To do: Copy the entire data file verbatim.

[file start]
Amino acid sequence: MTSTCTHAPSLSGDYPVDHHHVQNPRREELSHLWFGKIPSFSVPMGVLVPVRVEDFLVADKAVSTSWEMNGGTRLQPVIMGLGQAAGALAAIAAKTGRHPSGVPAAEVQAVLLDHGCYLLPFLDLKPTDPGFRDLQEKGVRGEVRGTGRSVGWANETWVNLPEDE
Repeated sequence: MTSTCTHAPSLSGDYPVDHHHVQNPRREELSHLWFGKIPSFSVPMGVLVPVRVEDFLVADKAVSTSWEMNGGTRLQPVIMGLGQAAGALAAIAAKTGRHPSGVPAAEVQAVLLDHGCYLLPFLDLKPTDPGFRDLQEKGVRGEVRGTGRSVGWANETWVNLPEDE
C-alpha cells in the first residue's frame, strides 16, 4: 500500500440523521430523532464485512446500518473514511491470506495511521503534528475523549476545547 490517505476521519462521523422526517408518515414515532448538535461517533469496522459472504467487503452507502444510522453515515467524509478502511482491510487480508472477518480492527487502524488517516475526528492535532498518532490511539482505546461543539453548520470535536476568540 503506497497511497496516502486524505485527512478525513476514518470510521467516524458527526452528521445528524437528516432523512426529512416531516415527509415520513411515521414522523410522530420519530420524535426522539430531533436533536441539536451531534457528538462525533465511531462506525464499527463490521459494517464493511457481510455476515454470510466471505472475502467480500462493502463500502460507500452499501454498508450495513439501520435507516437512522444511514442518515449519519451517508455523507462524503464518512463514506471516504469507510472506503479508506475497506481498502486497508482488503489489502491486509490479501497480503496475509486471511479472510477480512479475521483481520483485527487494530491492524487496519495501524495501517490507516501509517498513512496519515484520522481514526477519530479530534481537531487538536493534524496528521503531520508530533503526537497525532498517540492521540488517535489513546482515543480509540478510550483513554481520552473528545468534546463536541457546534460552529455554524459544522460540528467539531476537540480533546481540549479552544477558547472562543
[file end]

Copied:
Amino acid sequence: MTSTCTHAPSLSGDYPVDHHHVQNPRREELSHLWFGKIPSFSVPMGVLVPVRVEDFLVADKAVSTSWEMNGGTRLQPVIMGLGQAAGALAAIAAKTGRHPSGVPAAEVQAVLLDHGCYLLPFLDLKPTDPGFRDLQEKGVRGEVRGTGRSVGWANETWVNLPEDE
Repeated sequence: MTSTCTHAPSLSGDYPVDHHHVQNPRREELSHLWFGKIPSFSVPMGVLVPVRVEDFLVADKAVSTSWEMNGGTRLQPVIMGLGQAAGALAAIAAKTGRHPSGVPAAEVQAVLLDHGCYLLPFLDLKPTDPGFRDLQEKGVRGEVRGTGRSVGWANETWVNLPEDE
C-alpha cells in the first residue's frame, strides 16, 4: 500500500440523521430523532464485512446500518473514511491470506495511521503534528475523549476545547 490517505476521519462521523422526517408518515414515532448538535461517533469496522459472504467487503452507502444510522453515515467524509478502511482491510487480508472477518480492527487502524488517516475526528492535532498518532490511539482505546461543539453548520470535536476568540 503506497497511497496516502486524505485527512478525513476514518470510521467516524458527526452528521445528524437528516432523512426529512416531516415527509415520513411515521414522523410522530420519530420524535426522539430531533436533536441539536451531534457528538462525533465511531462506525464499527463490521459494517464493511457481510455476515454470510466471505472475502467480500462493502463500502460507500452499501454498508450495513439501520435507516437512522444511514442518515449519519451517508455523507462524503464518512463514506471516504469507510472506503479508506475497506481498502486497508482488503489489502491486509490479501497480503496475509486471511479472510477480512479475521483481520483485527487494530491492524487496519495501524495501517490507516501509517498513512496519515484520522481514526477519530479530534481537531487538536493534524496528521503531520508530533503526537497525532498517540492521540488517535489513546482515543480509540478510550483513554481520552473528545468534546463536541457546534460552529455554524459544522460540528467539531476537540480533546481540549479552544477558547472562543